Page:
Frankies wins battle with Woolworths
Woolworths must withdraw soft drink packaging carrying the phrase “good old fashioned” which it copied it from a small retailer, the Advertising Standards Authority of SA (ASA) ruled on Wednesday.
“As for whether the respondent (Woolworths) imitated the complainant's advertising, the evidence favours the conclusion that it did,” the ASA found.
Attorneys for Frankie's Olde Soft Drinks complained to the authority after Woolworths packaged a range of vintage-style cooldrinks labelled “Good Old Fashioned”.
Frankie's argued that a customer seeing the same soft drink in Woolworths, bearing the words “Good Old Fashioned”, would believe the Woolworths product was bottled by Frankie's for Woolworths.
Lawyers for Woolworths countered the phrase did not appear on Frankie's packaging and was not used as a trade name.
They asked whether Frankie's could appropriate the words, as the soft drink manufacturer could not claim exclusivity or originality in the phrase.
As such, both companies were followers of a recent worldwide trend of vintage soda flavours. Woolworths also did not use the term for advertising or trademark purposes, but as a description of the flavour.
In the ruling, the ASA considered that Frankie's use of the phrase was not merely descriptive, as Woolworths claimed.
“The directorate notes that although the concept of 'vintage' sodas may not be as new in other countries, it appears to be relatively unexplored territory in South Africa.”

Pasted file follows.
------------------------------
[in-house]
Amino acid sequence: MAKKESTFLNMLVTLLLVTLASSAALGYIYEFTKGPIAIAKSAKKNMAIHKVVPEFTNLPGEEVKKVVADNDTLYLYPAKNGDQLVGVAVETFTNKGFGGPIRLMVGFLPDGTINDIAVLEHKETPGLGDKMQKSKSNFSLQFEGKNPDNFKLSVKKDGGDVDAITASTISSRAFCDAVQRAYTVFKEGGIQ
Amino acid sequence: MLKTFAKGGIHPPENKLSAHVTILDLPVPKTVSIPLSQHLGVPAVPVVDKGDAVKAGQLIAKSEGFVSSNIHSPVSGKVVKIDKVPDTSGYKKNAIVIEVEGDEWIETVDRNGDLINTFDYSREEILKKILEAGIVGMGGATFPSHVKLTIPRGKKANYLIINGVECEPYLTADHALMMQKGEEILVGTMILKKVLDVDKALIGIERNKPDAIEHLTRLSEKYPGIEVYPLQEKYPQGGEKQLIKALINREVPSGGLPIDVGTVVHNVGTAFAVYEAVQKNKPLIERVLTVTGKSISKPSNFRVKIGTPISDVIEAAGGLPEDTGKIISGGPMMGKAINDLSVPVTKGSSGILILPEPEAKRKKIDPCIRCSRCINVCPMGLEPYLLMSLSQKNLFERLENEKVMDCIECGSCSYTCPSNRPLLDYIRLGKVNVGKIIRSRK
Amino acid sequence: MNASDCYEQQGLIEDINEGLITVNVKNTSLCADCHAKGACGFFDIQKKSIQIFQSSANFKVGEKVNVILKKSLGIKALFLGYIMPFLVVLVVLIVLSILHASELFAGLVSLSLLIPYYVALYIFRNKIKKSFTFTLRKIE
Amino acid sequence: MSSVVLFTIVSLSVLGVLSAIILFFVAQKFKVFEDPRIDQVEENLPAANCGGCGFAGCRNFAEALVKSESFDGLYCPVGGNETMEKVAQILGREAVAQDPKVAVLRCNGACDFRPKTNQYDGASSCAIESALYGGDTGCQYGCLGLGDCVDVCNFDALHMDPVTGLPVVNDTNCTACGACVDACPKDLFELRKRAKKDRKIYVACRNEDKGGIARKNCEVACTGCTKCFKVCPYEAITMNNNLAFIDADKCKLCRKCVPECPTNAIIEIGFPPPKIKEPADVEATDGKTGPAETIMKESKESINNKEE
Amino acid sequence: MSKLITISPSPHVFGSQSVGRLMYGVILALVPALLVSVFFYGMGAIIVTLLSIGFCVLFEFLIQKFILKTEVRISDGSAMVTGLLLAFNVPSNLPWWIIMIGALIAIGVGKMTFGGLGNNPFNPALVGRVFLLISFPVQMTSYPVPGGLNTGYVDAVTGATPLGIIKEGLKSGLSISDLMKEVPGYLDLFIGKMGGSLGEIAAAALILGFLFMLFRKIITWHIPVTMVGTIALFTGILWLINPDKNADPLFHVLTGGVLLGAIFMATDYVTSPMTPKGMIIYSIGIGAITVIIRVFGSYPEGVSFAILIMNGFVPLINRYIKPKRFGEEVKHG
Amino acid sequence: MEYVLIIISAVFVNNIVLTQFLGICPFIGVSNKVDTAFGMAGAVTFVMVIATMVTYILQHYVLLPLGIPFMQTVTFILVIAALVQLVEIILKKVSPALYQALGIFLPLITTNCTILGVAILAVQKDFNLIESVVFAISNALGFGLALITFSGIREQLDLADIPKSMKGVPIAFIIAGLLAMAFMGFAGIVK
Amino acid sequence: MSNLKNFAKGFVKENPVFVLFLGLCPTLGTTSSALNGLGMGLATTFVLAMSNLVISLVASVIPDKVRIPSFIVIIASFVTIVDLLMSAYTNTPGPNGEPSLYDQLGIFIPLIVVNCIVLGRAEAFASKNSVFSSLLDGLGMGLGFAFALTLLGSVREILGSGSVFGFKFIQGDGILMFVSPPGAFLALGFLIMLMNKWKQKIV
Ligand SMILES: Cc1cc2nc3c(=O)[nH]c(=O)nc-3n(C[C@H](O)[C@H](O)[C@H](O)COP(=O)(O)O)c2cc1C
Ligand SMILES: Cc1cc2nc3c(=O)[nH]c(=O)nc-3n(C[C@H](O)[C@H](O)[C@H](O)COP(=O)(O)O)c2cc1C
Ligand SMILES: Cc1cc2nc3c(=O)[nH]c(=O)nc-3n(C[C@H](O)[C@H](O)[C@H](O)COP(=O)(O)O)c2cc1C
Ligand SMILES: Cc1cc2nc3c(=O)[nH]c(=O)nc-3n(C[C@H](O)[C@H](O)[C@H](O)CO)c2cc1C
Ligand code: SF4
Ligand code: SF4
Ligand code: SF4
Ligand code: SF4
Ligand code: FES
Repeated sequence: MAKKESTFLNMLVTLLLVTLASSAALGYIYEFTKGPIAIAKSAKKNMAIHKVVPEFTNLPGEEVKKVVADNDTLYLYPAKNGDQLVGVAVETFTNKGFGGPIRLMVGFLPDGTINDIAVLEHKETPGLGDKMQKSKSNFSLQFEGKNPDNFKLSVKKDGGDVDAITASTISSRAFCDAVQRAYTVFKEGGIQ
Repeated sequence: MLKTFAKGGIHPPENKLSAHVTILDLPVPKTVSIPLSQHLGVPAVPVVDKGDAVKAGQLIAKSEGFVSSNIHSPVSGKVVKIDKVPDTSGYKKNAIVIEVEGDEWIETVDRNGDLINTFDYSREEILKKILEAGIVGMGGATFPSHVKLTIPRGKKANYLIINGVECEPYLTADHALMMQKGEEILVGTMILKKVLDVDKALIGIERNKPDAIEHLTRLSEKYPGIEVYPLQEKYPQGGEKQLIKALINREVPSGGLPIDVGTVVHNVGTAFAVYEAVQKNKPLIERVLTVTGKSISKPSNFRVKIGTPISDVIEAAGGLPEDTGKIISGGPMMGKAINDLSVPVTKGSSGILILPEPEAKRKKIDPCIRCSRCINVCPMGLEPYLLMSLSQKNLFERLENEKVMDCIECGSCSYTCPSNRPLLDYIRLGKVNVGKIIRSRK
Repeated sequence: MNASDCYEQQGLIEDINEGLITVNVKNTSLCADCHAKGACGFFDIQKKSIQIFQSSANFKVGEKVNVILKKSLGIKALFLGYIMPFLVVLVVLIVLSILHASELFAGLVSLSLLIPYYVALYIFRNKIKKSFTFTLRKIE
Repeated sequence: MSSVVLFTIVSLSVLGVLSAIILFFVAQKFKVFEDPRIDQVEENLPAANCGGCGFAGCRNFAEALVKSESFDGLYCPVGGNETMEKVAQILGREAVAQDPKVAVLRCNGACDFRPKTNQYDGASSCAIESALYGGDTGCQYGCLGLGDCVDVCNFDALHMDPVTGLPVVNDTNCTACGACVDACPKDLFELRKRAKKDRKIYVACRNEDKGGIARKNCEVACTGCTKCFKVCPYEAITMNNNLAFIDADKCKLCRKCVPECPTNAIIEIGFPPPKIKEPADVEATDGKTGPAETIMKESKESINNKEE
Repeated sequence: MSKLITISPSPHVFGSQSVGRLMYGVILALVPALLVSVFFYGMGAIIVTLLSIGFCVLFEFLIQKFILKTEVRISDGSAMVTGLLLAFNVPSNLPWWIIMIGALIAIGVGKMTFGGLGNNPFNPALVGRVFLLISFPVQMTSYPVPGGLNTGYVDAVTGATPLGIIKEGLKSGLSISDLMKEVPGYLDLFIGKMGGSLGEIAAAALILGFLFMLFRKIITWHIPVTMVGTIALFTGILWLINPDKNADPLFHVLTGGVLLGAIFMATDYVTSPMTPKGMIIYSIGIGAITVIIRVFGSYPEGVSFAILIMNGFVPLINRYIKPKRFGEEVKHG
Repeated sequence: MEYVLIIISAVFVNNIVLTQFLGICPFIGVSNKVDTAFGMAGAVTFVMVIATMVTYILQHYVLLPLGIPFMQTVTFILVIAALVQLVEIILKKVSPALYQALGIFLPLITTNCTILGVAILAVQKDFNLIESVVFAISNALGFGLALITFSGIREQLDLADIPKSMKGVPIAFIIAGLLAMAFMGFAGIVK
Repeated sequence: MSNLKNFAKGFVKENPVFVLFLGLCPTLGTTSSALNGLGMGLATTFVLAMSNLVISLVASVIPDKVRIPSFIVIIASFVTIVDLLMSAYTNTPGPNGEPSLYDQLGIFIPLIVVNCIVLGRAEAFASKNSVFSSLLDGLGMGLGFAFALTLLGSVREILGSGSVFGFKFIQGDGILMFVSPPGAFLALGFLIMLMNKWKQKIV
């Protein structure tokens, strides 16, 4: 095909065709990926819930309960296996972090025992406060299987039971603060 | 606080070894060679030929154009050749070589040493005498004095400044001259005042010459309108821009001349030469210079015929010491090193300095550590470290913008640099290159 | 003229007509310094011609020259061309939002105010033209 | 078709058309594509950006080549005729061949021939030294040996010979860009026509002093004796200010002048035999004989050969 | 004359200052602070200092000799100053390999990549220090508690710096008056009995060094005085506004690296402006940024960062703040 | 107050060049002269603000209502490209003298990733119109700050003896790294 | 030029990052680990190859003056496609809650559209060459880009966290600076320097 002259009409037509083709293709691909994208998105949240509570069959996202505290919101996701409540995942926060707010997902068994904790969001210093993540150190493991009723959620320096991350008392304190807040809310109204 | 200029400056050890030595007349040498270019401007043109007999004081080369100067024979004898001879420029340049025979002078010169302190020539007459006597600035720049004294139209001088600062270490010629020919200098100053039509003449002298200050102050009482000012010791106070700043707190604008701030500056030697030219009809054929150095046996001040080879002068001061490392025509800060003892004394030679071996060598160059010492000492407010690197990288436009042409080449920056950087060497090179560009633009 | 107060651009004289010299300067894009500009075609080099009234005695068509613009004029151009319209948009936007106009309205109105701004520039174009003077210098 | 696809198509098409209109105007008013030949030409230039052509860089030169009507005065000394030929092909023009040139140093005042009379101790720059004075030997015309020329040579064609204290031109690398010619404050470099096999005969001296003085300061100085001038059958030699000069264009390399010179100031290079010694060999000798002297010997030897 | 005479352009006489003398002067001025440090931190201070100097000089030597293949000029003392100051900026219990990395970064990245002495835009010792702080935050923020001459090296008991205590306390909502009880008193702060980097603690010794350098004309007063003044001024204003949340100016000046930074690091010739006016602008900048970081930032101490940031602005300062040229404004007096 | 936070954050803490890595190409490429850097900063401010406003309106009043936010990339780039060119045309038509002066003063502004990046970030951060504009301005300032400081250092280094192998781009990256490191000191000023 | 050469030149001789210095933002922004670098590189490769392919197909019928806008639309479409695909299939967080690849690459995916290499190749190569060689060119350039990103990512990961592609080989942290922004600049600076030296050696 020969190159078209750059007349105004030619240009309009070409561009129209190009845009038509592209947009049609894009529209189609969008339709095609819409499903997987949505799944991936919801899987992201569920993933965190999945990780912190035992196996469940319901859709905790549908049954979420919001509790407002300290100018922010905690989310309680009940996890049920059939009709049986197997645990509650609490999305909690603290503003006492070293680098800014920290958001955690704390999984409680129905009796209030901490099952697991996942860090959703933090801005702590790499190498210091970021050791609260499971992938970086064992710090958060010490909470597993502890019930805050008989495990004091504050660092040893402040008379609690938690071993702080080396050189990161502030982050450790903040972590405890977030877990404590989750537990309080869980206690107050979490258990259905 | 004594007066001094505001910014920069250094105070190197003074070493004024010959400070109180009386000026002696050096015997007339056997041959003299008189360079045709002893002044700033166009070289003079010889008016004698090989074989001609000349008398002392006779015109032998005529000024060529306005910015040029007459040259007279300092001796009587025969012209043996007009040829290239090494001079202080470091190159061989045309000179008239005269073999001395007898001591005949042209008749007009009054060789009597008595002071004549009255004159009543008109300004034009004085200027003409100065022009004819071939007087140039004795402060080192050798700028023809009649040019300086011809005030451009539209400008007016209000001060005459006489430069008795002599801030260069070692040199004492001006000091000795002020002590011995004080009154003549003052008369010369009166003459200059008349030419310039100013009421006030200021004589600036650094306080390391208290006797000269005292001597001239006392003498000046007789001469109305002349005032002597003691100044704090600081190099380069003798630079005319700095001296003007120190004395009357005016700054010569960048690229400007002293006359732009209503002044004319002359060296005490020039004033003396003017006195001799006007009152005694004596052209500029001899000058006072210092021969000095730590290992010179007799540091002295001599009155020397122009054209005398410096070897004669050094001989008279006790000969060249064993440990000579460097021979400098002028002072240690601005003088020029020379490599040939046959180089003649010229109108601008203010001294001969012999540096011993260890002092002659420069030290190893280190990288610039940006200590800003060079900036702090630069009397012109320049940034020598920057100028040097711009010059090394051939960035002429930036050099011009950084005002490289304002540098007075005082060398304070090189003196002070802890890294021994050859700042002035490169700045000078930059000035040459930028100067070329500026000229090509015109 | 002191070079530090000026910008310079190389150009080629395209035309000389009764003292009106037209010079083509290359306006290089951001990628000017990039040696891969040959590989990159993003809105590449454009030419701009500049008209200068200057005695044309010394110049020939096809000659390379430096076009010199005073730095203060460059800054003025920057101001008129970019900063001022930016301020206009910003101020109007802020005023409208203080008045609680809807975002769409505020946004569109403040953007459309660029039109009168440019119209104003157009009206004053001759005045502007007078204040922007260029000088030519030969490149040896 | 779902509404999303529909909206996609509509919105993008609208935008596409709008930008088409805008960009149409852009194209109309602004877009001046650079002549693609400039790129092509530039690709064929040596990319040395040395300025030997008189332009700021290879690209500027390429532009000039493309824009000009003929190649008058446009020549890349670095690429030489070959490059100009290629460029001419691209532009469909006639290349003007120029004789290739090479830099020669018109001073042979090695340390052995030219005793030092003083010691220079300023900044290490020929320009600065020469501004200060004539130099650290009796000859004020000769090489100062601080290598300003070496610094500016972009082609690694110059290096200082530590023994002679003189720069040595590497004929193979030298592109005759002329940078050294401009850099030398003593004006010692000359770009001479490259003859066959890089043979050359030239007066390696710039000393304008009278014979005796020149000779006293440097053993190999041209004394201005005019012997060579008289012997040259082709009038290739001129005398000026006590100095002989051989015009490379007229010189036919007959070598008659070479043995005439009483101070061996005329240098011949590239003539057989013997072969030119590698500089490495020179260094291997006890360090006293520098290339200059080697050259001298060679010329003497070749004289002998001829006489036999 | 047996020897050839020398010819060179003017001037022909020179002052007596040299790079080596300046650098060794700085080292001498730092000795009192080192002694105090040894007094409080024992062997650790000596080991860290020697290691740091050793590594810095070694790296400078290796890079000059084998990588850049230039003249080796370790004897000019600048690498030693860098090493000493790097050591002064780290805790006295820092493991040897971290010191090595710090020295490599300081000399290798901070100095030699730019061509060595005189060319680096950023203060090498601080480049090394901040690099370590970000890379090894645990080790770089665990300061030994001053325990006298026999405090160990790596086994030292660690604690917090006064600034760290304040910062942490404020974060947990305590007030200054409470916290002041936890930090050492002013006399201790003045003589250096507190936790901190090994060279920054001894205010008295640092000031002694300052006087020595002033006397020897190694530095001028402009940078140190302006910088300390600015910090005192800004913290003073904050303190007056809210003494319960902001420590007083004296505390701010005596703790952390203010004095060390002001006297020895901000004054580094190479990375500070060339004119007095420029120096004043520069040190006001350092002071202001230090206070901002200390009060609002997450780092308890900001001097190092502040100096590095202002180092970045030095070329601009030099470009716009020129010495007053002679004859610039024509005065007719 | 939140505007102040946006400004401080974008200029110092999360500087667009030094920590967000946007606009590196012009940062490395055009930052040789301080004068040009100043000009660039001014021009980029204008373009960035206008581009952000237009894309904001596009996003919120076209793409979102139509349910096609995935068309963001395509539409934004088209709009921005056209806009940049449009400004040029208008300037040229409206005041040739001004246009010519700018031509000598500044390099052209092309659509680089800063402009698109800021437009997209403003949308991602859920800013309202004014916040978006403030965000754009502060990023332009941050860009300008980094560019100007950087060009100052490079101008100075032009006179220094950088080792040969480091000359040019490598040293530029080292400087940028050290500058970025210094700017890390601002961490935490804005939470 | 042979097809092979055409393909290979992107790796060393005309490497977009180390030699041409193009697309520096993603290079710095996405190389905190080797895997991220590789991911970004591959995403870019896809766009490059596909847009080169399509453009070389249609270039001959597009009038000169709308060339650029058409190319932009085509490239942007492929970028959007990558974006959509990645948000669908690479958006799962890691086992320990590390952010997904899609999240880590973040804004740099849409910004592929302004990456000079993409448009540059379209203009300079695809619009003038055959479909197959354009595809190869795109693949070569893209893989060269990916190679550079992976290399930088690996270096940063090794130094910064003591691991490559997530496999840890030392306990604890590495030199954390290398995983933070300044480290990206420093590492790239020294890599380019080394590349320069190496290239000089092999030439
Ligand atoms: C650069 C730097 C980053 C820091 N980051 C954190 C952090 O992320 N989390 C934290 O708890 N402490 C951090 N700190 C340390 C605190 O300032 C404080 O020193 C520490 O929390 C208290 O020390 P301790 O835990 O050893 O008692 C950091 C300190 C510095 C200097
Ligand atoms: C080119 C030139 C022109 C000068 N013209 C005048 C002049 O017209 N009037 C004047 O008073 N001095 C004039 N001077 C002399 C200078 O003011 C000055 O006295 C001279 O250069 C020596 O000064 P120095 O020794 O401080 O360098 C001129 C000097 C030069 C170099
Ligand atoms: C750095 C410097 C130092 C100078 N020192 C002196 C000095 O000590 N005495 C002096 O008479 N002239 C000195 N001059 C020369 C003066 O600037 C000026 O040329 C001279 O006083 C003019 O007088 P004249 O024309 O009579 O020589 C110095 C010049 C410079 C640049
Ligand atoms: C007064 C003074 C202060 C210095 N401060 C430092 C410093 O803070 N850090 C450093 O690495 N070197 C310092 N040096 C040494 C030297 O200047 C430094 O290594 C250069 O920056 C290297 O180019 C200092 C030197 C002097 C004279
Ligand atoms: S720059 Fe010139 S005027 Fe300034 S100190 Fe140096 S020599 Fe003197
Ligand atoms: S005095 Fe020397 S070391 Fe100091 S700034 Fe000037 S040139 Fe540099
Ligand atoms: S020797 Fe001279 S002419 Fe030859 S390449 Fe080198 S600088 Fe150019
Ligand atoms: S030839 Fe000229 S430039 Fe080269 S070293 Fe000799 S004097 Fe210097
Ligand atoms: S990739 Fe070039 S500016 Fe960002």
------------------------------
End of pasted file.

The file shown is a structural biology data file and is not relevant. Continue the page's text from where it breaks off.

Hence, this was insufficient evidence to support the argument that the term “old fashioned” was widely used in relation to soft drinks.
As such, “Good Old Fashioned Soft Drinks” was found to be a crafted advertising property.
On April 15, Frankie's sent a letter to a Woolworths' supplier indicating it considered the phrase its advertising property. Despite being aware of the claim and the fact that other phrases were considered for the products, Woolworths continued to use “Good Old Fashioned” on its vintage cold drinks.
The ASA found Woolworths “deliberately and intentionally copied the phrase”.
Accordingly, the authority ruled the packaging in its present format had to be withdrawn and could not be used again in future.
“While Woolworths is disappointed with the decision by the ASA, we respect the ruling and will abide by it,” the retailer said.
Frankie's chief executive Mike Schmidt said his company was “thrilled” with the ruling, but felt there were still important issues that needed to be addressed.
“We have won the battle, but not the war.”
He said the ruling was a victory for small businesses. - Sapa